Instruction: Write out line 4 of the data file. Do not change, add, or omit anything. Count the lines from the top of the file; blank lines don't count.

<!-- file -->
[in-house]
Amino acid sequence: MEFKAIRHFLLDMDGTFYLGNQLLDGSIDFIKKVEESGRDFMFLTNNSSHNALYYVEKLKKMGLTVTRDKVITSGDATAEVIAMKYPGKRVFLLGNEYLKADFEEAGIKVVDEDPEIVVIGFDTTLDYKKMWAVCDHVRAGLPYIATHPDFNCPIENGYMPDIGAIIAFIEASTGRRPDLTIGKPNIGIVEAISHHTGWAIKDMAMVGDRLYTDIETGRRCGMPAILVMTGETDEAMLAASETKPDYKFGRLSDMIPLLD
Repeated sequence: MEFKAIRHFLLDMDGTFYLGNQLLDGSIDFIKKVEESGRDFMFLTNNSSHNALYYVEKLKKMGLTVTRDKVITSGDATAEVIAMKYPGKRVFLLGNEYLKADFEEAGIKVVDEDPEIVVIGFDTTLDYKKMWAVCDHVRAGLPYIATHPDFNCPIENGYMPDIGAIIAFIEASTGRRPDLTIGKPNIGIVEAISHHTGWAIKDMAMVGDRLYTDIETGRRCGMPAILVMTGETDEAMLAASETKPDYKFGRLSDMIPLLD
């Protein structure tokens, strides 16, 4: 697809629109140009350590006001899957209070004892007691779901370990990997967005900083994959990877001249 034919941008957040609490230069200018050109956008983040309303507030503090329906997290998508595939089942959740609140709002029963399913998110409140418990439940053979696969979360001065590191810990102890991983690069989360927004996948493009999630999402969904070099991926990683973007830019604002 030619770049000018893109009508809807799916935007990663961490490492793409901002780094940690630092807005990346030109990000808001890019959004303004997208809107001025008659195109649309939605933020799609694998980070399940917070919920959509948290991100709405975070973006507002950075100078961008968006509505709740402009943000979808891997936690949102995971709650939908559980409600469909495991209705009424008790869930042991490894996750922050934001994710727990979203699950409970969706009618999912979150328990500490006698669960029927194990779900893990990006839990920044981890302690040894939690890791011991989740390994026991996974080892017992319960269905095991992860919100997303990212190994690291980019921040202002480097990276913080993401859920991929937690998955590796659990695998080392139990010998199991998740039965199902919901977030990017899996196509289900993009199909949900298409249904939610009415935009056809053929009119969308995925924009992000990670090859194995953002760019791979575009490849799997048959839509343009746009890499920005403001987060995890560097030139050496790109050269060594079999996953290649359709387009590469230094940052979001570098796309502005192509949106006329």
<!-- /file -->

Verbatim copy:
């Protein structure tokens, strides 16, 4: 697809629109140009350590006001899957209070004892007691779901370990990997967005900083994959990877001249 034919941008957040609490230069200018050109956008983040309303507030503090329906997290998508595939089942959740609140709002029963399913998110409140418990439940053979696969979360001065590191810990102890991983690069989360927004996948493009999630999402969904070099991926990683973007830019604002 030619770049000018893109009508809807799916935007990663961490490492793409901002780094940690630092807005990346030109990000808001890019959004303004997208809107001025008659195109649309939605933020799609694998980070399940917070919920959509948290991100709405975070973006507002950075100078961008968006509505709740402009943000979808891997936690949102995971709650939908559980409600469909495991209705009424008790869930042991490894996750922050934001994710727990979203699950409970969706009618999912979150328990500490006698669960029927194990779900893990990006839990920044981890302690040894939690890791011991989740390994026991996974080892017992319960269905095991992860919100997303990212190994690291980019921040202002480097990276913080993401859920991929937690998955590796659990695998080392139990010998199991998740039965199902919901977030990017899996196509289900993009199909949900298409249904939610009415935009056809053929009119969308995925924009992000990670090859194995953002760019791979575009490849799997048959839509343009746009890499920005403001987060995890560097030139050496790109050269060594079999996953290649359709387009590469230094940052979001570098796309502005192509949106006329």